Ted Kauffman on the Fiscal Fist Fight


The battle brewing within the Republican Party is being closely watched by the markets and the Democrats alike. The budget tug of war between the Tea Party and the GOP getting so heated that many of my DC sources and corporate officials are worried that Paul Ryan's 2012 budget may not be tough enough for the ultra-conservatives in the GOP caucus.

I decided to get the perspective of former Delaware Senator and Congressional Oversight Panel Chairman Ted Kaufman on this fiscal fight.

LL: We're facing a fiscal trifecta: 2011 budget, 2012 budget and the debt ceiling. In the center of this triangle is the Tea Party. Will the GOP be able compromise within their own party to tackle these issues?

Kaufman: Yes, those are big. I think the Congress is going to start getting into some very serious issues. Its is bizarre to have a 1.4 trillion dollar deficit and we are arguing if we are going to have a 20 billion dollar cut or a 10 billion dollar cut. And we are cutting domestic discretionary which is like 630 billion dollars.

We could eliminate all of the domestic discretionary and we would end up with a 700 billion dollar deficit. So when you start talking about cutting domestic discretionary spending you need to do more to cut the deficit. You have to do something about taxes as well as entitlements. We did it before the 1990's. We know what it takes to do it and we'll get there.

LL: Do you think the Tea Party will be happy with Rep. Paul Ryan's budget?

Kaufman: Passing CR's is not going to do it. At some point you will need to have people sit down in a room and get to business. Bush Forty-One put in pay go but broke his pledge on taxes. President Clinton came in 1994 and passed the largest tax increase in history and by the end of the 1990's we had a surplus. And then in 2000 Congress passed the Bush Tax Cut because one of the arguments was its bettering American's pockets than the government and there were surpluses as far as the eye could see.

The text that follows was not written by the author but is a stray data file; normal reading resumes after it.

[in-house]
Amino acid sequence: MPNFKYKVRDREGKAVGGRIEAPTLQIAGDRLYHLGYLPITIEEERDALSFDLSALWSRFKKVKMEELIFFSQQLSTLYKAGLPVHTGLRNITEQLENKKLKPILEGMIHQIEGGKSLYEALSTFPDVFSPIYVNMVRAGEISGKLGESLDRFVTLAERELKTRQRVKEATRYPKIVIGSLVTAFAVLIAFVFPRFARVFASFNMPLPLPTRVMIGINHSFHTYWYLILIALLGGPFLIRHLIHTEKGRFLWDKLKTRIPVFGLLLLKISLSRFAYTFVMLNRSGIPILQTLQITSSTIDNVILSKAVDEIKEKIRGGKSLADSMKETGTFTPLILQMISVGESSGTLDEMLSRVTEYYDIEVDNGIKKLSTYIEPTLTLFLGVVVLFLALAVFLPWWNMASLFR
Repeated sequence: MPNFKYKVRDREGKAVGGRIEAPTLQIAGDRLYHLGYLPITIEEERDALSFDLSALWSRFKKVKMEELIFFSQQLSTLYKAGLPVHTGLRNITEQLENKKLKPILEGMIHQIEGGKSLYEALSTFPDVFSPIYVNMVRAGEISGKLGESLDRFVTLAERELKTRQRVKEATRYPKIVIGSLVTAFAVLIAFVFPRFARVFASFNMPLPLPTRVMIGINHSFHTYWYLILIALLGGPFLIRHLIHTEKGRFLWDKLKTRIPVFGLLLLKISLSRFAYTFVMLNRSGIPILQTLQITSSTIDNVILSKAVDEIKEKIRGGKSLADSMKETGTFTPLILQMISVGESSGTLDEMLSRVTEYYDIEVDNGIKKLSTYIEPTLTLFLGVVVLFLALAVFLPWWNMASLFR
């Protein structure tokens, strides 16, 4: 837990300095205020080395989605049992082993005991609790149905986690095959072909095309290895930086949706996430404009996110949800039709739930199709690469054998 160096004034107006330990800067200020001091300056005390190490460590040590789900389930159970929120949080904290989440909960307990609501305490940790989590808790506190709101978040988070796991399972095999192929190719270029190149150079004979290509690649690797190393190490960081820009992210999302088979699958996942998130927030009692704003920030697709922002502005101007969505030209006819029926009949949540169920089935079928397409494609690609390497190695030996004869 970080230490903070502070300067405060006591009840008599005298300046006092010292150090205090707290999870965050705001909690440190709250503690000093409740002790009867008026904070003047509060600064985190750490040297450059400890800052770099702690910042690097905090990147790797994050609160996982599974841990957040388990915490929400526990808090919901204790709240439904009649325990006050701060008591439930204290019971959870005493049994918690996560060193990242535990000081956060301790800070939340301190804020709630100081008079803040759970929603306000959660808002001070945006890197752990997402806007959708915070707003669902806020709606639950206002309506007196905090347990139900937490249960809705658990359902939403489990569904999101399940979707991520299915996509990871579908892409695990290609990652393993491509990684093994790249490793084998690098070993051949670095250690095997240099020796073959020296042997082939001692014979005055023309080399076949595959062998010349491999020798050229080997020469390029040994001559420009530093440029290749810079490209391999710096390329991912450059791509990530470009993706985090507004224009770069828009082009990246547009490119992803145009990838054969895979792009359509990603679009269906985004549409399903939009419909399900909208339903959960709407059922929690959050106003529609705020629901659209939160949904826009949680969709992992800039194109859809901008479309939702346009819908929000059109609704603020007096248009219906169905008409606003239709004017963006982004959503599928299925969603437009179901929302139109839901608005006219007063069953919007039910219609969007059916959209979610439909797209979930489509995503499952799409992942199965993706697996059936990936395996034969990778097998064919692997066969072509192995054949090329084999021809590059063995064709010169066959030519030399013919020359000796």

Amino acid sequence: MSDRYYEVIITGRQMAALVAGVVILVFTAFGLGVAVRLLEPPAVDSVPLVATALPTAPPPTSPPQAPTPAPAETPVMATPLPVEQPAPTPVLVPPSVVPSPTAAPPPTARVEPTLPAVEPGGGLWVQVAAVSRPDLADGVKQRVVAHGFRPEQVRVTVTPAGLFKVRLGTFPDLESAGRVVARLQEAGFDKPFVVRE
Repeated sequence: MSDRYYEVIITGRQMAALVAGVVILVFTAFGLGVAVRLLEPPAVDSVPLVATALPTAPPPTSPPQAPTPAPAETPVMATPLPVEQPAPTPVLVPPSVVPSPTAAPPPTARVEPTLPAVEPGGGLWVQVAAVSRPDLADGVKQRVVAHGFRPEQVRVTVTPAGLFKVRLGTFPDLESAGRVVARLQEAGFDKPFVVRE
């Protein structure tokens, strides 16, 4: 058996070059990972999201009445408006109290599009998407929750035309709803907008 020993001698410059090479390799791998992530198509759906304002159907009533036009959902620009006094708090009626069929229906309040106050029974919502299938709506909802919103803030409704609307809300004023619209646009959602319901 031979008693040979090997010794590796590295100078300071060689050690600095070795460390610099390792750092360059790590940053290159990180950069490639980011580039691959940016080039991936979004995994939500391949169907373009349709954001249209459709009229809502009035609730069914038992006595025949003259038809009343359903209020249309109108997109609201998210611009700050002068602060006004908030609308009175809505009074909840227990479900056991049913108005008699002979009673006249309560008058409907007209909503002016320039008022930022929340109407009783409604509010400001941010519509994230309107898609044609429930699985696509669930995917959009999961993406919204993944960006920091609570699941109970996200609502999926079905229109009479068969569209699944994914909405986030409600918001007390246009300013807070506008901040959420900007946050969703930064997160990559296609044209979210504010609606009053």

This is not rocket science. We have done this before. And the only way you will get deficit reduction is if you do something about taxes and expenses. Meaning you have to get into what Willie Sutton the bank robber said: Why do you rob banks? And his reply was because that's where the money is. The money is in entitlements, in taxes. To a lesser extent the money is in defense and last but not least it is in discretionary. And what we are doing in this country is debating on 10 percent of discretionary monies which is the smallest chunk in the budget.

LL: While everyone agrees something needs to be done do you think Congress has the political will to get it done?

Kaufman: I think because Congress and even businesses for that matter are short term oriented. There is a saying, "How can I be worried about draining the swamp when I'm up to my eyeballs in alligators?" and most people in the United States are like that.The deficit problem is becoming an incredible short term problem. We can not sustain our debt at this percentage of our domestic product. We have to do something now.

LL: Deficit Commission came up a lot of deficit cutting solutions.

Kaufman: The deficit commission is definitely a piece of the puzzle. I think it was good because is shows that people understand we need to do something. Congress needs to address both revenues and expenses. It was a great first step. The fact they got 11 votes is really quite extraordinary. And they had Republicans, Democrats, Liberals and Conservatives on that panel.

People are ready to tackle this. Frankly the only people who don't want to deal on the tax issue are the Republicans. Their argument is the Democrats don't want to deal on entitlements. The Democrats will deal on entitlements. I guarantee that. But you don't see the Democrats writing letters to the committee saying you can't do anything about entitlements. Like you have the Tea Party writing to the committee on tax cuts. We somehow have to get beyond this tea party fight on "we can only cut taxes." We have to get beyond that and once we do, we have to sit down around the table and get to work.

LL: The President right now has been letting Congress dual out the budget, debt, deficit fight. Will we see the President take a more public role in this?

Kaufman: Right now Congress is made up of people who have spent a lot of time and work on this project. They have a lot of ideas and there needs to be the will to implement. I think the President will step in once both sides are in the ball park. I don't know but I believe there are a lot of things going on behind the scenes just like we had during the lame duck.

After the lame duck it turns out the President was very involved in what went on. I'm sure the President and Vice President are very involved now. Its a funny thing about leadership, every university in this country has a leadership center. There is no single school on followership and what we need on this issue is followership. We need some people to come up with ideas, implement and follow through.


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A Senior Talent Producer at CNBC, and author of "Thriving in the New Economy:Lessons from Today's Top Business Minds."